|It seemed like a good idea...|
Greatly appreciate all of the suggestions! I will definitely check out a few of the great shops we have local.
"Assault is a type of behavior, not a type of hardware." -Alan Korwin
If “Custom Made” is in fact a brand they may have a very generous warranty like Orvis does with their no questions asked 100% replacement. I have used their warranty on 2 different occasions…(don’t ask!).
Our Founding Fathers were men who understood that the right thing is not necessarily the written thing. -kkina
In the first place, nothing you buy today is going to be anything like your Grandfather's fly rod; today's rods are going to be infinitely superior. Even fairly inexpensive ones. Some older rods had a certain feel and/or action that modern rods might not be able to replicate, but it would be a very individual and subjective judgement if you liked a very old rod, and it would be based upon a lot of experience with it.
I've been fishing for over sixty years, most of it including fly fishing, and I have a lot of fly rods, most of them high-end. But none that I have bought more recently than about five or six years ago, and most were bought about twenty years ago. So I am not really up to date on the latest developments. That said, I think YellowJacket is spot on with his assessment. I think St. Croix does a good job with moderate-priced rods (I have a few of their spinning and saltwater rods), and Lefty Kreh, who knew a thing or two about fly casting, was instrumental in the development of TFO's rods. Both of those companies have a good reputation for moderate-priced rods. And, as much as I like Orvis, (I had an Orvis Battenkill split bamboo fly rod when I was a teenager), I think there are better places to look than their low-end rods.
All this said, the simple way to do it, as others have suggested, is to go to a good local fly shop and try them out. It's the only way to know how they will feel to you, and that's what counts. Good luck.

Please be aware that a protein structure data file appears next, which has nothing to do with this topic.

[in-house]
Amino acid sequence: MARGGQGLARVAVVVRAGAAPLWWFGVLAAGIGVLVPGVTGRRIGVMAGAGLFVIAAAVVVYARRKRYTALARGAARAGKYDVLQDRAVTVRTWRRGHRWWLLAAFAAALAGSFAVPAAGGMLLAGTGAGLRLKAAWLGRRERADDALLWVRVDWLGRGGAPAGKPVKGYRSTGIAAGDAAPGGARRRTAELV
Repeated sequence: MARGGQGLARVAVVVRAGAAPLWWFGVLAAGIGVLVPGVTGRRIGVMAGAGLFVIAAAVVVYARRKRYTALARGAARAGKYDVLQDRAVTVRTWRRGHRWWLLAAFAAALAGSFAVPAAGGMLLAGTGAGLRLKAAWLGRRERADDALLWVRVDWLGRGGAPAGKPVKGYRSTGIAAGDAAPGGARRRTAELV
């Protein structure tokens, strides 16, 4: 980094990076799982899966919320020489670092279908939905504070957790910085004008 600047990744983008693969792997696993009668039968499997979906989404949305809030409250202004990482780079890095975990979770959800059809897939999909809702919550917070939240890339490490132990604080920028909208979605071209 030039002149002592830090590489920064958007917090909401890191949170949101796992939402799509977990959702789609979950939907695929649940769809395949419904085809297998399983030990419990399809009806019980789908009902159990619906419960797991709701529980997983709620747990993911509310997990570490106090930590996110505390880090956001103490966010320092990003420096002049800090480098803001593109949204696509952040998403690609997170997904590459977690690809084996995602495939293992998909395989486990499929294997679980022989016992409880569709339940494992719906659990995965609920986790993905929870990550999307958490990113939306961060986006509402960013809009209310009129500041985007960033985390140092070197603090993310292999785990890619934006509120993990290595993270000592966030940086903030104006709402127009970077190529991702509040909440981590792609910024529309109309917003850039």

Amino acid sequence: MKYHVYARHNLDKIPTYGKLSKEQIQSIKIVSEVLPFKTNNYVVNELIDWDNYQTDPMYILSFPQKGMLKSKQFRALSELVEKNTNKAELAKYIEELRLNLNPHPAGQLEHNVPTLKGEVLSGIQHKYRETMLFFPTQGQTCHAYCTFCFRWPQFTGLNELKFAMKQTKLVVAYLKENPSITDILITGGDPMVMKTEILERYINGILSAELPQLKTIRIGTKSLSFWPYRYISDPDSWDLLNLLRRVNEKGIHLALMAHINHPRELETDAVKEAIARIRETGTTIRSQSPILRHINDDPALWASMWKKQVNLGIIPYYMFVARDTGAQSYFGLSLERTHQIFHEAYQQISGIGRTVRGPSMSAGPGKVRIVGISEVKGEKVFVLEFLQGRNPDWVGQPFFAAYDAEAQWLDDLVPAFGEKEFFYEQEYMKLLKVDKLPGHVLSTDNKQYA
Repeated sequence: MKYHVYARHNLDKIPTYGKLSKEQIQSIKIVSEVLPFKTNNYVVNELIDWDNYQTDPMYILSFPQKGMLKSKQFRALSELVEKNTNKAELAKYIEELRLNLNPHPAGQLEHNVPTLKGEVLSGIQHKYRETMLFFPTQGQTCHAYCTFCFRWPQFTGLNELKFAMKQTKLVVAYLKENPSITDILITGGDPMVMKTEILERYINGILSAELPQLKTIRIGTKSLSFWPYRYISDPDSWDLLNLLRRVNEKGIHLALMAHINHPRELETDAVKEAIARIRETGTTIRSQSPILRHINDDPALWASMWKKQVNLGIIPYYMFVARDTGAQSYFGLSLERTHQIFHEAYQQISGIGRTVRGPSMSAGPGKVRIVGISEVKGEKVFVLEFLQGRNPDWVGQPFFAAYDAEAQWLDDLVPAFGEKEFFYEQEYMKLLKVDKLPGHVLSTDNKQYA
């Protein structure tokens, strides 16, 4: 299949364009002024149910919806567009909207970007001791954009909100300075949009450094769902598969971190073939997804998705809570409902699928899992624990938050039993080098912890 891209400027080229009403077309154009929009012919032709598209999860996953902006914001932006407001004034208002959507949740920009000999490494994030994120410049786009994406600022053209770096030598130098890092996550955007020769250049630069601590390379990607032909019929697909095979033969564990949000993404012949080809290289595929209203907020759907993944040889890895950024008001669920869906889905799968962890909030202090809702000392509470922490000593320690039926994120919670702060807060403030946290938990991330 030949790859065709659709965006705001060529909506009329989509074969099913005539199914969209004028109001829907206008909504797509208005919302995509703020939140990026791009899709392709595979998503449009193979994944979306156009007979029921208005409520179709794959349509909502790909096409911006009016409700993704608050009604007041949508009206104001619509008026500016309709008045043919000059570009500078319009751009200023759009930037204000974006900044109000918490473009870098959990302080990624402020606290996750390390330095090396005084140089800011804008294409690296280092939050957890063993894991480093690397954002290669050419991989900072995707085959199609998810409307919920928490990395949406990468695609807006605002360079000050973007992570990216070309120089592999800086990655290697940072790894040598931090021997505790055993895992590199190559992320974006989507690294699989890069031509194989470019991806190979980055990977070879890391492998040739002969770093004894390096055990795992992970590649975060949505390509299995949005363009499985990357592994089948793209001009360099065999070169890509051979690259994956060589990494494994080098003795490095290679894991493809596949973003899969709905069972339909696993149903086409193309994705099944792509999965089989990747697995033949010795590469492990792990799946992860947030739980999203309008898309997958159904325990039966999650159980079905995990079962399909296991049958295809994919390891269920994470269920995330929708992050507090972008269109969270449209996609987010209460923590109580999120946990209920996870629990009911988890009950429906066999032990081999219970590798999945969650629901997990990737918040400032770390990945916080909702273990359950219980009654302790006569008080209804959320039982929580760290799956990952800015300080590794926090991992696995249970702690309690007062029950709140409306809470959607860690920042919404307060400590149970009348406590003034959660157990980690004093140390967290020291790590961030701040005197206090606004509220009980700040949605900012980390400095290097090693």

|Green grass and |
Jay, my brother said to call him if you would like. I can give you his number if you wish to do so. Email me if you want to talk fly rods with him. He will steer you to the best person. He has connections. And is a great guy. If not, no sweat. Thanks, orc
"Practice like you want to play in the game"
I fished a Orvis Clearwater a month ago when my tip on the Sage broke. It was great for the price. I have several, high end and lower quality rods. Unless you fish a lot, high end doesn't make a difference. I have several 2 PC rods, unless it was bamboo, I may have a cheap match. Let me know.
If it was that old it was probably fiberglass. If you like the slow feel of a glass rod, check out Redington's Butterstick. It's a cool rod with a classic glass tempo and feel. And right at $250.
Graphite rods are lighter and most are faster, though you can buy different flex rods.
I'm gonna vote for the funniest frog with the loudest croak on the highest log.
|186,000 miles per second.|
It's the law.
Buy a used Sage or Winston or G. Loomis off Craigslist. Get a $500-$900 rod used for 200-300. It will be much better than any $200 new rod.
Personally I fish with Winston rods, although I still have some Sage rods from years ago. Great rods either way.
I like the shop in Sisters. Good current info on the Metolius, Deschutes and Crooked rivers.
|Little ray |
I agree that St. Croix makes a nice rod. I have a spinning rod and a casting rod from them - very good for a reasonable price. I don't know much about their fly rods, but would look at them.
The fish is mute, expressionless. The fish doesn't think because the fish knows everything.
|Equal Opportunity Mocker|
Well, did you make a decision yet?
"You cannot legislate the poor into freedom by legislating the wealthy out of freedom. What one person receives without working for, another person must work for without receiving."
-Dr. Adrian Rogers
Take a good luck at the Temple Fork Outfitters offerings. They have great rods at your price point and come with a lifetime warranty. I have friends who are NH licensed guides and they use and recommend TFO. I have another friend who owned a fly shop and he swears by them. I have them in 2,4,5,7 and 8 weights and use them in small streams, to salmon in Scotland to stripers in the ocean. If you can, get out and try casting a variety of rods. The one that best fits your stroke likely won’t be the most expensive.
"You know, Scotland has its own martial arts. Yeah, it's called Fuck You. It's mostly just head butting and then kicking people when they're on the ground." - Charlie MacKenzie (Mike Myers in "So I Married an Axe Murderer")
Dont know if you have decided yet but I have been very happy with my St. Croix Imperial as well as Sage 690. Sage is a little pricey though.
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